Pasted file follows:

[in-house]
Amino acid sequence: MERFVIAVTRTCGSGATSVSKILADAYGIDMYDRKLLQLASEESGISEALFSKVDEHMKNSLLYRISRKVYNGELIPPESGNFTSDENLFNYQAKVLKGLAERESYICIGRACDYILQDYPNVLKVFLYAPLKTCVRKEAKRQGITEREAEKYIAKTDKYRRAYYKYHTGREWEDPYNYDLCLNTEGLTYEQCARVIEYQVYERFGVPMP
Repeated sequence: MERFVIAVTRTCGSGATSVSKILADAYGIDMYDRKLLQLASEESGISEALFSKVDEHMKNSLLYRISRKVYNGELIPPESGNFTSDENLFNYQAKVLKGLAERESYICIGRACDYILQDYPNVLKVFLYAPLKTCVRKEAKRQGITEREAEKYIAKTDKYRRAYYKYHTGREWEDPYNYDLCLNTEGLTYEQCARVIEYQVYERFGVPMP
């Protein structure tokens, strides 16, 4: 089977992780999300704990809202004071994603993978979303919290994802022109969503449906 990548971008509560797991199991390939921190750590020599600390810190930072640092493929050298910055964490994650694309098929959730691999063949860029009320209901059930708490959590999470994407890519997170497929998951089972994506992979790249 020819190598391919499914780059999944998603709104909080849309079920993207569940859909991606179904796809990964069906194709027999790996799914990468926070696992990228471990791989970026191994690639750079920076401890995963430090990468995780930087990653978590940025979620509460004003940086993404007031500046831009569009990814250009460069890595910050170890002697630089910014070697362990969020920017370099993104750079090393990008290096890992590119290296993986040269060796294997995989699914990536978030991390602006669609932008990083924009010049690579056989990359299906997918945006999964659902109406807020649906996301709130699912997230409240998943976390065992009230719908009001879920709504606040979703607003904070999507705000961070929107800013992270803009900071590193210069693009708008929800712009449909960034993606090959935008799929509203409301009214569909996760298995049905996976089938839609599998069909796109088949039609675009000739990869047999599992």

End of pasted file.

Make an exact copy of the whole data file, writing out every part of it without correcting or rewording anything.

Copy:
[in-house]
Amino acid sequence: MERFVIAVTRTCGSGATSVSKILADAYGIDMYDRKLLQLASEESGISEALFSKVDEHMKNSLLYRISRKVYNGELIPPESGNFTSDENLFNYQAKVLKGLAERESYICIGRACDYILQDYPNVLKVFLYAPLKTCVRKEAKRQGITEREAEKYIAKTDKYRRAYYKYHTGREWEDPYNYDLCLNTEGLTYEQCARVIEYQVYERFGVPMP
Repeated sequence: MERFVIAVTRTCGSGATSVSKILADAYGIDMYDRKLLQLASEESGISEALFSKVDEHMKNSLLYRISRKVYNGELIPPESGNFTSDENLFNYQAKVLKGLAERESYICIGRACDYILQDYPNVLKVFLYAPLKTCVRKEAKRQGITEREAEKYIAKTDKYRRAYYKYHTGREWEDPYNYDLCLNTEGLTYEQCARVIEYQVYERFGVPMP
């Protein structure tokens, strides 16, 4: 089977992780999300704990809202004071994603993978979303919290994802022109969503449906 990548971008509560797991199991390939921190750590020599600390810190930072640092493929050298910055964490994650694309098929959730691999063949860029009320209901059930708490959590999470994407890519997170497929998951089972994506992979790249 020819190598391919499914780059999944998603709104909080849309079920993207569940859909991606179904796809990964069906194709027999790996799914990468926070696992990228471990791989970026191994690639750079920076401890995963430090990468995780930087990653978590940025979620509460004003940086993404007031500046831009569009990814250009460069890595910050170890002697630089910014070697362990969020920017370099993104750079090393990008290096890992590119290296993986040269060796294997995989699914990536978030991390602006669609932008990083924009010049690579056989990359299906997918945006999964659902109406807020649906996301709130699912997230409240998943976390065992009230719908009001879920709504606040979703607003904070999507705000961070929107800013992270803009900071590193210069693009708008929800712009449909960034993606090959935008799929509203409301009214569909996760298995049905996976089938839609599998069909796109088949039609675009000739990869047999599992």